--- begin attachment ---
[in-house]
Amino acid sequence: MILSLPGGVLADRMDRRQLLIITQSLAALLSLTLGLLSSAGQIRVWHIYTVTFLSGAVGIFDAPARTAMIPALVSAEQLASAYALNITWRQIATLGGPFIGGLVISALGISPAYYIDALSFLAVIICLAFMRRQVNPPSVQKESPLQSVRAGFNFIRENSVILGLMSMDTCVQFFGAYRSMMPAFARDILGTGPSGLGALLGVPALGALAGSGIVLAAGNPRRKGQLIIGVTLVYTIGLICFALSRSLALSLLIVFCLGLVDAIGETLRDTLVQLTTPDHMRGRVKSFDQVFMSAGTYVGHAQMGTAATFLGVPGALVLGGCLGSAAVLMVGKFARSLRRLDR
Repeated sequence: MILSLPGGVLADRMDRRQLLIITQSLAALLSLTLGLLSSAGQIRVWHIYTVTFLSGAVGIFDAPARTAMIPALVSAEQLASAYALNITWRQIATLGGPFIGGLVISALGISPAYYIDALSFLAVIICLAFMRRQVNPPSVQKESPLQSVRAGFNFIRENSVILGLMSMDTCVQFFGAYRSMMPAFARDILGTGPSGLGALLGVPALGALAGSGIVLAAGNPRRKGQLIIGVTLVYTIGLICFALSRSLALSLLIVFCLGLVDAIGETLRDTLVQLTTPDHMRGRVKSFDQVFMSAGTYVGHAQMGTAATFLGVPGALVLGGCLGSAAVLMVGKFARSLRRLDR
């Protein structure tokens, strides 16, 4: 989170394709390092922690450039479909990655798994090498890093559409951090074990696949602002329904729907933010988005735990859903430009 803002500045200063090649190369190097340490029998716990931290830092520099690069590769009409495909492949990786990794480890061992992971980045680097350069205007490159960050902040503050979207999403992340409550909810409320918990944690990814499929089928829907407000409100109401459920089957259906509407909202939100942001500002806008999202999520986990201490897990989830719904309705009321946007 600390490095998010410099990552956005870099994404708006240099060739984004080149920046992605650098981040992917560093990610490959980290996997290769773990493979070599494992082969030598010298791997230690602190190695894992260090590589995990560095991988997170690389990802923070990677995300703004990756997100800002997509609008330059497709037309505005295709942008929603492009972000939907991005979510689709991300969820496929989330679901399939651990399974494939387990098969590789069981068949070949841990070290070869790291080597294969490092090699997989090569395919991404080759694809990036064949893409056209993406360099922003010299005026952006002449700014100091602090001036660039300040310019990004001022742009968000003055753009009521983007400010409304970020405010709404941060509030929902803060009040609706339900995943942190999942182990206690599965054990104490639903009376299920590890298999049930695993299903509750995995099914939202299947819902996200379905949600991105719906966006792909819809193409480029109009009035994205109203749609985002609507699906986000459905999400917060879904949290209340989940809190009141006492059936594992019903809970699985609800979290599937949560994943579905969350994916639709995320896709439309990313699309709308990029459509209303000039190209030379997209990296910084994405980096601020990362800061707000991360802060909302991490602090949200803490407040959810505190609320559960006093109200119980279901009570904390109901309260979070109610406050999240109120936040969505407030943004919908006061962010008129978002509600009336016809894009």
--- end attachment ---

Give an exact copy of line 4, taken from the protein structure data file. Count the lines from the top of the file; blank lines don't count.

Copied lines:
């Protein structure tokens, strides 16, 4: 989170394709390092922690450039479909990655798994090498890093559409951090074990696949602002329904729907933010988005735990859903430009 803002500045200063090649190369190097340490029998716990931290830092520099690069590769009409495909492949990786990794480890061992992971980045680097350069205007490159960050902040503050979207999403992340409550909810409320918990944690990814499929089928829907407000409100109401459920089957259906509407909202939100942001500002806008999202999520986990201490897990989830719904309705009321946007 600390490095998010410099990552956005870099994404708006240099060739984004080149920046992605650098981040992917560093990610490959980290996997290769773990493979070599494992082969030598010298791997230690602190190695894992260090590589995990560095991988997170690389990802923070990677995300703004990756997100800002997509609008330059497709037309505005295709942008929603492009972000939907991005979510689709991300969820496929989330679901399939651990399974494939387990098969590789069981068949070949841990070290070869790291080597294969490092090699997989090569395919991404080759694809990036064949893409056209993406360099922003010299005026952006002449700014100091602090001036660039300040310019990004001022742009968000003055753009009521983007400010409304970020405010709404941060509030929902803060009040609706339900995943942190999942182990206690599965054990104490639903009376299920590890298999049930695993299903509750995995099914939202299947819902996200379905949600991105719906966006792909819809193409480029109009009035994205109203749609985002609507699906986000459905999400917060879904949290209340989940809190009141006492059936594992019903809970699985609800979290599937949560994943579905969350994916639709995320896709439309990313699309709308990029459509209303000039190209030379997209990296910084994405980096601020990362800061707000991360802060909302991490602090949200803490407040959810505190609320559960006093109200119980279901009570904390109901309260979070109610406050999240109120936040969505407030943004919908006061962010008129978002509600009336016809894009």